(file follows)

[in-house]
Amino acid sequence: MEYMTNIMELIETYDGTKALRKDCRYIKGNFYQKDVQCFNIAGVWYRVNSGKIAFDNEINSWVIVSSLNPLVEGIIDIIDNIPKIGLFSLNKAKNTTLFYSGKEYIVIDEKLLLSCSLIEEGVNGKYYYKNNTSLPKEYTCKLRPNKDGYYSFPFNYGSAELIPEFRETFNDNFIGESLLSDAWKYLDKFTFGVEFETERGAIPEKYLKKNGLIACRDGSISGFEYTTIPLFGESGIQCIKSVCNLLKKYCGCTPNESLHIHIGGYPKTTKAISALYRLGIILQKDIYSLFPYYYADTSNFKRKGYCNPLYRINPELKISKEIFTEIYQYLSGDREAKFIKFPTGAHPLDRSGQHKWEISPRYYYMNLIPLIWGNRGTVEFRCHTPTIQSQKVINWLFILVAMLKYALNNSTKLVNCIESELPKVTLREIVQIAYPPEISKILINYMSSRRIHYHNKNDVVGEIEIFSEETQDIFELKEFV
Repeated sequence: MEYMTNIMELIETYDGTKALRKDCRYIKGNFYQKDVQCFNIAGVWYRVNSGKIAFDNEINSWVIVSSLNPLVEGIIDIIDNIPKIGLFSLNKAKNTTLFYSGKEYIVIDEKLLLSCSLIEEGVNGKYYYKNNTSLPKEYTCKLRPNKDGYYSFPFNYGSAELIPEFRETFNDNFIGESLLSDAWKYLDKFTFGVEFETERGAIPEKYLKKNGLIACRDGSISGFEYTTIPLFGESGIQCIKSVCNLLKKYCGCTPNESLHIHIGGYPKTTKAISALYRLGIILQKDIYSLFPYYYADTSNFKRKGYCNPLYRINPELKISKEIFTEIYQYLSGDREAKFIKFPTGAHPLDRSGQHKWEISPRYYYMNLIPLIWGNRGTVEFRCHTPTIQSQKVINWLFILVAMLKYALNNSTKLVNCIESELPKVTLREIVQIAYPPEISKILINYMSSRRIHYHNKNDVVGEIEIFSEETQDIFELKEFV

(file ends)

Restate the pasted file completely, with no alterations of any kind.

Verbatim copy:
[in-house]
Amino acid sequence: MEYMTNIMELIETYDGTKALRKDCRYIKGNFYQKDVQCFNIAGVWYRVNSGKIAFDNEINSWVIVSSLNPLVEGIIDIIDNIPKIGLFSLNKAKNTTLFYSGKEYIVIDEKLLLSCSLIEEGVNGKYYYKNNTSLPKEYTCKLRPNKDGYYSFPFNYGSAELIPEFRETFNDNFIGESLLSDAWKYLDKFTFGVEFETERGAIPEKYLKKNGLIACRDGSISGFEYTTIPLFGESGIQCIKSVCNLLKKYCGCTPNESLHIHIGGYPKTTKAISALYRLGIILQKDIYSLFPYYYADTSNFKRKGYCNPLYRINPELKISKEIFTEIYQYLSGDREAKFIKFPTGAHPLDRSGQHKWEISPRYYYMNLIPLIWGNRGTVEFRCHTPTIQSQKVINWLFILVAMLKYALNNSTKLVNCIESELPKVTLREIVQIAYPPEISKILINYMSSRRIHYHNKNDVVGEIEIFSEETQDIFELKEFV
Repeated sequence: MEYMTNIMELIETYDGTKALRKDCRYIKGNFYQKDVQCFNIAGVWYRVNSGKIAFDNEINSWVIVSSLNPLVEGIIDIIDNIPKIGLFSLNKAKNTTLFYSGKEYIVIDEKLLLSCSLIEEGVNGKYYYKNNTSLPKEYTCKLRPNKDGYYSFPFNYGSAELIPEFRETFNDNFIGESLLSDAWKYLDKFTFGVEFETERGAIPEKYLKKNGLIACRDGSISGFEYTTIPLFGESGIQCIKSVCNLLKKYCGCTPNESLHIHIGGYPKTTKAISALYRLGIILQKDIYSLFPYYYADTSNFKRKGYCNPLYRINPELKISKEIFTEIYQYLSGDREAKFIKFPTGAHPLDRSGQHKWEISPRYYYMNLIPLIWGNRGTVEFRCHTPTIQSQKVINWLFILVAMLKYALNNSTKLVNCIESELPKVTLREIVQIAYPPEISKILINYMSSRRIHYHNKNDVVGEIEIFSEETQDIFELKEFV